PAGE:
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As uncertainty about the extent and severity of the coronavirus pandemic continues, questions are circling about the November elections. How will the pandemic affect the electoral process, and what are the options for campaigning and voting if the virus remains a threat to the health and well-being of Americans?  What is the current state of play in major Texas and national races? How will Covid-19 shape the fall campaign? This podcast is drawn from a webinar hosted by the Baker Institute on March 22 entitled “The 2020 Election and Covid-19.”   It features , Baker Institute...

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While refugees are not inherently more susceptible to the Covid-19 virus, the conditions in which many refugees and internally displaced persons live and their difficulty in accessing basic health services leave them highly vulnerable. What is the current global refugee situation?   What has been the impact of the pandemic on refugees and other displaced persons and on the countries that host them? How has the pandemic altered government policies around the world, including safe third country agreements and other measures to limit refugee flows? This special podcast is drawn from a...

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As states enact sweeping measures to mitigate the spread of the Covid-19 virus, the burden of such efforts may deepen existing social and economic inequities, particularly among vulnerable women and children. What will be the impact of recent coronavirus legislation, including the Families First Coronavirus Response Act, on low-income working women? What are the long-term effects of parental stress on young children, particularly in terms of increases in child abuse and maltreatment amid ongoing stay-at-home orders? This special podcast is drawn from a webinar hosted by the Baker Institute on...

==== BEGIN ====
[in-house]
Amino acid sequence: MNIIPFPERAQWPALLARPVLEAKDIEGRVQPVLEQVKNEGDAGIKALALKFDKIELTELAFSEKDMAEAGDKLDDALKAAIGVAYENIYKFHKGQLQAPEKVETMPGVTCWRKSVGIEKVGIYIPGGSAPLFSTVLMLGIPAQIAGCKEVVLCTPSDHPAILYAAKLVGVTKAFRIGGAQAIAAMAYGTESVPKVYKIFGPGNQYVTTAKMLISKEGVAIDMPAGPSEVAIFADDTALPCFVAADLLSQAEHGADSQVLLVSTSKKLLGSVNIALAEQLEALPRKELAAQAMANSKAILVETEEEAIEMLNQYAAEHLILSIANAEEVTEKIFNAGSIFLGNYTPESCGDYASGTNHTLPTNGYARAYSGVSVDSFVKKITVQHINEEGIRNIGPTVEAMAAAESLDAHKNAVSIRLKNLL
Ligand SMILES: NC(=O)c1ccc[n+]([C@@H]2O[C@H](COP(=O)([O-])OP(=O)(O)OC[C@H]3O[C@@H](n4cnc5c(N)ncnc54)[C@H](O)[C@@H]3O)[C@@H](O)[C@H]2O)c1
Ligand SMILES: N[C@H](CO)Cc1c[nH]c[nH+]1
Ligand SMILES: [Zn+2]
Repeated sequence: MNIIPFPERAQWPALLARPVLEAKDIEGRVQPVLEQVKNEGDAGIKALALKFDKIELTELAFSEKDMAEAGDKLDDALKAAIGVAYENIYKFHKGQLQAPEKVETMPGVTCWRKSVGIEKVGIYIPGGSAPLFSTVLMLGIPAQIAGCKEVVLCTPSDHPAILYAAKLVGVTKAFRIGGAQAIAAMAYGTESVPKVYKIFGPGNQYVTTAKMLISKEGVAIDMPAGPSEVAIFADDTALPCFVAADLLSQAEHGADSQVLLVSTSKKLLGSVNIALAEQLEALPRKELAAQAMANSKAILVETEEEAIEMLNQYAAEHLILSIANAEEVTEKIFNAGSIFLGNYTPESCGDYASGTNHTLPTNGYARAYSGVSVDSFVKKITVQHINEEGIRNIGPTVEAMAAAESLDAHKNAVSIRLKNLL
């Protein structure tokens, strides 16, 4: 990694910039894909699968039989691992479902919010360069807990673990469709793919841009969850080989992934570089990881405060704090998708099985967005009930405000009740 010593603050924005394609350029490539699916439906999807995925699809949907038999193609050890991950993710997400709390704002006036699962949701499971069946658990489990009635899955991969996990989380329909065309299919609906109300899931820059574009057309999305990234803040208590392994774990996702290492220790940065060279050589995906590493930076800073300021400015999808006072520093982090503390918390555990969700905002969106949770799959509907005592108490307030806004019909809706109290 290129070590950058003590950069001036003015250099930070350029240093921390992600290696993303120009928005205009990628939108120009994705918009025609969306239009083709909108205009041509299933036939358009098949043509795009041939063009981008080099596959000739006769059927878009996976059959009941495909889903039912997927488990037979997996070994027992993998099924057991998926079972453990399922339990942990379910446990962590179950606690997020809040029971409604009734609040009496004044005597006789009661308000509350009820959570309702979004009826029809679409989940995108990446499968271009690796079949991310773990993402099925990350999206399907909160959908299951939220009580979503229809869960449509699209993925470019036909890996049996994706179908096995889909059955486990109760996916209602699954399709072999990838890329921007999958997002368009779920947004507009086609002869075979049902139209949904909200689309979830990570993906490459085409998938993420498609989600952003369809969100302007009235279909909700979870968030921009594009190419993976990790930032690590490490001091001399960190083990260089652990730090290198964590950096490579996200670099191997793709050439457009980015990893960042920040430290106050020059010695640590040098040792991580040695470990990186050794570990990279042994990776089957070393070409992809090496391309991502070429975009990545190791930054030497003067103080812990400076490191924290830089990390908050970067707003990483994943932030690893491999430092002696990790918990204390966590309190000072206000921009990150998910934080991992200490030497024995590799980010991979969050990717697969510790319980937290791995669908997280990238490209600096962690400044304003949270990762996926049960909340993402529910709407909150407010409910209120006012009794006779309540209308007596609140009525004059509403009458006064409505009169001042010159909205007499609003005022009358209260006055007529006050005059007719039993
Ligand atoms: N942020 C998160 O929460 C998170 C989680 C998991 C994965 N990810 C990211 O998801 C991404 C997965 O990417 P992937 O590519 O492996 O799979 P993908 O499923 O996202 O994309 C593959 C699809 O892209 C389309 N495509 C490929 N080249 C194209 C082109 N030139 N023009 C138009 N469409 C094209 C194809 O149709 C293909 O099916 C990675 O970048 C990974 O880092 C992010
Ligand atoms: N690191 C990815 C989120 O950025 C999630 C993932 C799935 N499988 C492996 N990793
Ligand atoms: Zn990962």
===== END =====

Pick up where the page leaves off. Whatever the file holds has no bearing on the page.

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Global energy markets are in a melt-down.   The Coronavirus pandemic has sent oil demand into a downward spiral. And a nasty price war between Saudi Arabia and Russia is only intensifying the crisis. What has led to this unprecedented situation? What are its potential short- and long-term impacts?   And what can major players – including the United States – do to address the current turmoil in energy markets? This special podcast is drawn from a webinar hosted by the Baker Institute on April 3 entitled “Pandemic, Price War and the World Petroleum...

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Coronavirus – specifically COVID-19 – has reached global pandemic proportions. Starting in China, it has spread throughout many parts of the world, exacting a huge human and financial price. The United States is now facing a health and economic crisis without close parallel in our history. What is Covid19?   How dangerous is it?   How is it spreading in the United States? And what is the best way to address the threat it poses? This special podcast is drawn from a Webinar hosted by the Baker Institute on March 26.   It features . He is the Baker Institute...

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More Episodes

The May 25 death of George Floyd in police custody triggered one of the most massive series of protests in U.S. history. Around the country, hundreds of thousands have marched for police accountability, law enforcement reform, and a dismantling of systemic racism in the nation writ large. What is the role of the war on drugs in deadly interactions between the police and citizens? Has it had a disparate impact on African Americans and other communities of color? Are there policies we can institute that will lead to less deadly and more equitable outcomes?

This episode features Dr. Katharine Neill Harris. She is the Alfred C. Glassell, III, Fellow in Drug Policy at the Baker Institute and the author of a prescient institute blog dated June 8 that highlighted the role of the drug war in the deaths of George Floyd and others.